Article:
How to Make an Edge on a Remnant Carpet

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Things You'll Need

  • Protected work surface, plastic or paper covered

  • Yardstick or rigid metal/plastic measuring tape

  • Marker or felt pen

  • Heavy weight scissors

  • White glue or latex carpet glue

  • Craft stick or other applicator

  • OR

  • Glue-on "instant" carpet binding

  • Hot glue gun and glue sticks

  • Large wooden block, roughly 6 inches-by-3 inches-by-1 inch

  • Heat-resistant work gloves, optional but recommended


Learning the hot glue technique lets you expand beyond instant binding tape to other decorative edgings. Use heavy decorative tapes or strips of upholstery fabric from your room decor to border a truly distinctive rug.


Be generous with drying times to make this project a success. Both white glue and hot glue dry from outside to inside. Allowing extra time for drying means a secure bond between binding tape and carpet fabric and prevents your new rug from sticking to the floor.

Edging a carpet remnant can make a handsome area rug.

Carpet remnants are often a great bargain as retailers often are eager to clear out this odd-shaped stock quickly. To prevent fraying, however, your carpet remnant needs an edging. White glue is an old edging trick, and at one time, those with more time than money reinforced edges with cloth carpet tape, a sturdy needle and heavyweight thread. Now, glue-on edging has now made edging a carpet remnant easy.

White Glue Method

Step 1

Place your carpet face down on your work surface. Check straightness of the remnant edge with the measuring tape and marker, marking on the back side of the rug any areas that need to be trimmed with scissors. Cut any protruding edges straight or to the shape you want your rug.

Step 2

Make a 1/4-inch wide border of white glue on the edge of the rug backing, all the way around the outside edge. Spread the border smooth with your craft stick. Use enough glue that the spread border is still white rather than clear. You can use latex carpet glue if available. The consistency is quite similar to all-purpose white glue.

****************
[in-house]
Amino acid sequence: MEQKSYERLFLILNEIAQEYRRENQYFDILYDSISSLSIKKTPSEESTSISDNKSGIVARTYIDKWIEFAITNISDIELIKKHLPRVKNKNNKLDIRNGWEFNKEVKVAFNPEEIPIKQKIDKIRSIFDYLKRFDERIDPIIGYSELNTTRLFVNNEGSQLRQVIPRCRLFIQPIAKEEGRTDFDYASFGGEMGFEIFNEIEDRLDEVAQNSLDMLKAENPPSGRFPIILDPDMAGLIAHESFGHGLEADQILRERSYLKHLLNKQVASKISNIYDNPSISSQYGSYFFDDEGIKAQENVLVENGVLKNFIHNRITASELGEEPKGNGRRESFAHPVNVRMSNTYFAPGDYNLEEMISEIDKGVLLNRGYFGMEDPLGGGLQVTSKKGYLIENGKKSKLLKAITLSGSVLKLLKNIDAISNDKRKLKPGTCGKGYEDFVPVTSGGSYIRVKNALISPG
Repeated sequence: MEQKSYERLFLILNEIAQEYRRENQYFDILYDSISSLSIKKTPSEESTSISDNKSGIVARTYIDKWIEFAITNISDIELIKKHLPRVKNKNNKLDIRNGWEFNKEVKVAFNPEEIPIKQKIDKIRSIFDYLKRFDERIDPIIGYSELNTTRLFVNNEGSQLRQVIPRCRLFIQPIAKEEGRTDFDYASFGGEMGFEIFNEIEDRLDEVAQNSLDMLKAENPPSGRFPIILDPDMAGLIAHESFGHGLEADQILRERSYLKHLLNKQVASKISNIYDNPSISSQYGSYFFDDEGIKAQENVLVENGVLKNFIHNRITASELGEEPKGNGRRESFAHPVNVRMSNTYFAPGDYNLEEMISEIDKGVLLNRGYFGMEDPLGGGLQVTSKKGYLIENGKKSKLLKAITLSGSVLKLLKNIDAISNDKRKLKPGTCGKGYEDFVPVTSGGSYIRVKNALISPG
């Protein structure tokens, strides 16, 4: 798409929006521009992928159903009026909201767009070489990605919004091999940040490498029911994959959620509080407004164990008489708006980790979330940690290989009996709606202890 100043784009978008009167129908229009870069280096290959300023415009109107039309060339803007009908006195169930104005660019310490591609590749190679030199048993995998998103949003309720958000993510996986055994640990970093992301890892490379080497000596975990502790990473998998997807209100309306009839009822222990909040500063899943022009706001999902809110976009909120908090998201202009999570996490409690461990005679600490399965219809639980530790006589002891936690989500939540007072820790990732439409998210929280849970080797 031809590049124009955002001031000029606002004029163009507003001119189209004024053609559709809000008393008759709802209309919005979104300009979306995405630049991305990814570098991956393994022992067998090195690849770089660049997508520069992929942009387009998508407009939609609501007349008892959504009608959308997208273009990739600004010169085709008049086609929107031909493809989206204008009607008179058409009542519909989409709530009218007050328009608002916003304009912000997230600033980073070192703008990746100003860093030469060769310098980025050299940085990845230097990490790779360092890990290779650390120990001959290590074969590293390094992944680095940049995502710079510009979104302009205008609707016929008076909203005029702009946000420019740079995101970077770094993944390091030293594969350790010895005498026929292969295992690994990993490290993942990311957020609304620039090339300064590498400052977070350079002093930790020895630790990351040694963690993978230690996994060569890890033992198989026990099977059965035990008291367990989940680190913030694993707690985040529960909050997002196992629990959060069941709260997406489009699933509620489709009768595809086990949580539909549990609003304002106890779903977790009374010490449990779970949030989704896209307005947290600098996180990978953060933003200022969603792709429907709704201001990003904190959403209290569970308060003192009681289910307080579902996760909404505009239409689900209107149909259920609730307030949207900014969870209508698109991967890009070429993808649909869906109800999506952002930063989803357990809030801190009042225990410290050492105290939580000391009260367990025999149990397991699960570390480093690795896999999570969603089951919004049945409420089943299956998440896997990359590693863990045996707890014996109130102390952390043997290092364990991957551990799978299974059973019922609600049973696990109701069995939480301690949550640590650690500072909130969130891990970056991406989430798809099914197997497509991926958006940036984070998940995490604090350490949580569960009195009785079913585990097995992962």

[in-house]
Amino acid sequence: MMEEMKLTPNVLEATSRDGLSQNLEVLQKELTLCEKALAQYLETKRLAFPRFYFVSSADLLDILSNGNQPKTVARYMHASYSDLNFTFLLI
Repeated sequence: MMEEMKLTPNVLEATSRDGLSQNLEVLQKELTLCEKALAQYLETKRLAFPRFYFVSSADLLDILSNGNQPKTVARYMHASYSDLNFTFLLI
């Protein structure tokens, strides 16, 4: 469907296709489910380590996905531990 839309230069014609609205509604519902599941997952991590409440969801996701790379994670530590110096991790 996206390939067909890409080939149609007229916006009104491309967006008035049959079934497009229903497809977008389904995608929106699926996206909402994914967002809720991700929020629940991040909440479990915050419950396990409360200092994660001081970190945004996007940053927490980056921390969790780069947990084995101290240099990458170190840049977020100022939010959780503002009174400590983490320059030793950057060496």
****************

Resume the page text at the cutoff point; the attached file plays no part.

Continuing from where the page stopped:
Step 3

Leave rug face down on the work surface to dry. This can take from 24 to 48 hours. Press down with a clean craft stick or your thumbnail to determine whether glue is completely dry; this border dries on the outside before the inside is fully dry. Turn the rug over and lay it in place only after the glue is completely dry.

Instant Binding Method

Step 1

Place rug face down on your work surface. Check with yardstick and marker and trim with scissors any irregularities in the edge of your rug.

Step 2

Measure the complete length of your rug's border, all four sides added together. Allow 2 to 4 inches more instant binding tape than the full measured length. This will allow for slight irregularities in assembly and let you join the ends of the instant binding tape invisibly.

Step 3

Turn your rug face up on the work surface. Beginning in the middle of a side, slide peeled instant binder tape under the rug until only the rolled, serged or rope edging shows against the rug. Using your glue gun, fasten the tape to the underside edge of the rug. Apply more glue in the groove between the rug fabric and the binder tape edging. Using your hand on the rug and the wood block pressed against the binder tape edging, press hard to snug the edging right against the rug edge. Continue around the rug edge until you reach the start of the binder tape.

Step 4

Trim the end of the binder tape so that you can join starting and finishing ends together. Apply glue between the ends and hold together until the glue has cooled enough to hold, usually 10 to 15 seconds. You began applying tape in the middle of a side as that it is much easier to make the joint invisible than piecing it together at a corner.

Step 5

Turn your rug face down on the work surface to finish gluing the tape. Apply glue to the border on the underside of the rug and press it down with the wood block to make sure it adheres well. At the corners, cut notches in the tape border, either mitering the corners or overlapping tape edges to square the corners.


Janet Beal

Janet Beal has written for various websites, covering a variety of topics, including gardening, home, child development and cultural issues. Her work has appeared on early childhood education and consumer education websites. She has a Bachelor of Arts in English from Harvard University and a Master of Science in early childhood education from the College of New Rochelle.